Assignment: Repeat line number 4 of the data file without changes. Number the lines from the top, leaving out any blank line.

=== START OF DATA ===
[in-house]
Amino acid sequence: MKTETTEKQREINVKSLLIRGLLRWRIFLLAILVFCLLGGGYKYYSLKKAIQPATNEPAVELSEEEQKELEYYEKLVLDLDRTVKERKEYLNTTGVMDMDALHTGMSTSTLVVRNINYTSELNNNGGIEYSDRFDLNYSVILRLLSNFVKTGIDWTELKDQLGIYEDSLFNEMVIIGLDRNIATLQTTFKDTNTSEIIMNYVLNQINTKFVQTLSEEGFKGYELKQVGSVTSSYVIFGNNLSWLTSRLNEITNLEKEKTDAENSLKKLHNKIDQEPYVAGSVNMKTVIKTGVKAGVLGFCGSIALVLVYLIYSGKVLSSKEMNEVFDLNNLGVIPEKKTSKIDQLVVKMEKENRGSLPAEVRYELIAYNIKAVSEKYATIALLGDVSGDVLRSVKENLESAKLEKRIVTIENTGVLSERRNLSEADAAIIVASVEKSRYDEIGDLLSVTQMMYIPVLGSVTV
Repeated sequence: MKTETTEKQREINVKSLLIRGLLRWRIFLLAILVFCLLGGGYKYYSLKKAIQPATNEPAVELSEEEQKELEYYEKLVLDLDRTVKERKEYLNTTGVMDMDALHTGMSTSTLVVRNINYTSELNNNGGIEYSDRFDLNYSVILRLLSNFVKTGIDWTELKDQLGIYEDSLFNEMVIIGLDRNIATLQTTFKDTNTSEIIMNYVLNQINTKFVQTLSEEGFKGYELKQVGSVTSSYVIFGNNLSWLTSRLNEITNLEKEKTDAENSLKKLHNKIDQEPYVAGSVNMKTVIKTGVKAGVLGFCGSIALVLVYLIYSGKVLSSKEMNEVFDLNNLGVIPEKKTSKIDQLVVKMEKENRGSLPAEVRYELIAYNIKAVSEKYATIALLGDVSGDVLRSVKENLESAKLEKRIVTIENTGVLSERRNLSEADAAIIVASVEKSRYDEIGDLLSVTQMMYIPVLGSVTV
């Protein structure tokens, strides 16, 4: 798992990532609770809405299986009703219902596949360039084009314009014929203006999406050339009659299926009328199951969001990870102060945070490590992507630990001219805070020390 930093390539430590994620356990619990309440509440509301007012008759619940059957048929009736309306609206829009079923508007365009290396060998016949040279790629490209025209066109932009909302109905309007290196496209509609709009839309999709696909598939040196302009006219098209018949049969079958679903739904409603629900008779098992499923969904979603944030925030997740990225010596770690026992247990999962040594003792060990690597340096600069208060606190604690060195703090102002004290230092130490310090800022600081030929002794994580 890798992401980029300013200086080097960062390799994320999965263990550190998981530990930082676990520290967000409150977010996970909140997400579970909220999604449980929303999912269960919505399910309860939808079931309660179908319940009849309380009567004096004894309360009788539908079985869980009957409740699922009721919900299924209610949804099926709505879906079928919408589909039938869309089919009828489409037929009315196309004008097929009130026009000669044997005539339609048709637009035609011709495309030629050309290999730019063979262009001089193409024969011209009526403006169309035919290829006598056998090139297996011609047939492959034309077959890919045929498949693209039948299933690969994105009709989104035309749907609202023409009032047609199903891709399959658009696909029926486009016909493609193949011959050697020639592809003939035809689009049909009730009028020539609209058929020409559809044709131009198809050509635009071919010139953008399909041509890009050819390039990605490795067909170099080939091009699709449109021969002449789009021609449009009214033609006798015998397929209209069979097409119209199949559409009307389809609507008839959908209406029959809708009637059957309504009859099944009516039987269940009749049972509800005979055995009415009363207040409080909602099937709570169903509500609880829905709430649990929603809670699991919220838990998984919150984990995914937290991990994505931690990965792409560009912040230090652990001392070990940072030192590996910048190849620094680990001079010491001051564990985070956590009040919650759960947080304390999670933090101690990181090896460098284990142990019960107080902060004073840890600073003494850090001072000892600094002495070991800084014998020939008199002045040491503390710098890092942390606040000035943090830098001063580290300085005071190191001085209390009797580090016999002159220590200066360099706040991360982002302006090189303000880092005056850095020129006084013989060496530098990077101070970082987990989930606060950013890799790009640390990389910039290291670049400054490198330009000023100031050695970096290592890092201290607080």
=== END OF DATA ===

């Protein structure tokens, strides 16, 4: 798992990532609770809405299986009703219902596949360039084009314009014929203006999406050339009659299926009328199951969001990870102060945070490590992507630990001219805070020390 930093390539430590994620356990619990309440509440509301007012008759619940059957048929009736309306609206829009079923508007365009290396060998016949040279790629490209025209066109932009909302109905309007290196496209509609709009839309999709696909598939040196302009006219098209018949049969079958679903739904409603629900008779098992499923969904979603944030925030997740990225010596770690026992247990999962040594003792060990690597340096600069208060606190604690060195703090102002004290230092130490310090800022600081030929002794994580 890798992401980029300013200086080097960062390799994320999965263990550190998981530990930082676990520290967000409150977010996970909140997400579970909220999604449980929303999912269960919505399910309860939808079931309660179908319940009849309380009567004096004894309360009788539908079985869980009957409740699922009721919900299924209610949804099926709505879906079928919408589909039938869309089919009828489409037929009315196309004008097929009130026009000669044997005539339609048709637009035609011709495309030629050309290999730019063979262009001089193409024969011209009526403006169309035919290829006598056998090139297996011609047939492959034309077959890919045929498949693209039948299933690969994105009709989104035309749907609202023409009032047609199903891709399959658009696909029926486009016909493609193949011959050697020639592809003939035809689009049909009730009028020539609209058929020409559809044709131009198809050509635009071919010139953008399909041509890009050819390039990605490795067909170099080939091009699709449109021969002449789009021609449009009214033609006798015998397929209209069979097409119209199949559409009307389809609507008839959908209406029959809708009637059957309504009859099944009516039987269940009749049972509800005979055995009415009363207040409080909602099937709570169903509500609880829905709430649990929603809670699991919220838990998984919150984990995914937290991990994505931690990965792409560009912040230090652990001392070990940072030192590996910048190849620094680990001079010491001051564990985070956590009040919650759960947080304390999670933090101690990181090896460098284990142990019960107080902060004073840890600073003494850090001072000892600094002495070991800084014998020939008199002045040491503390710098890092942390606040000035943090830098001063580290300085005071190191001085209390009797580090016999002159220590200066360099706040991360982002302006090189303000880092005056850095020129006084013989060496530098990077101070970082987990989930606060950013890799790009640390990389910039290291670049400054490198330009000023100031050695970096290592890092201290607080």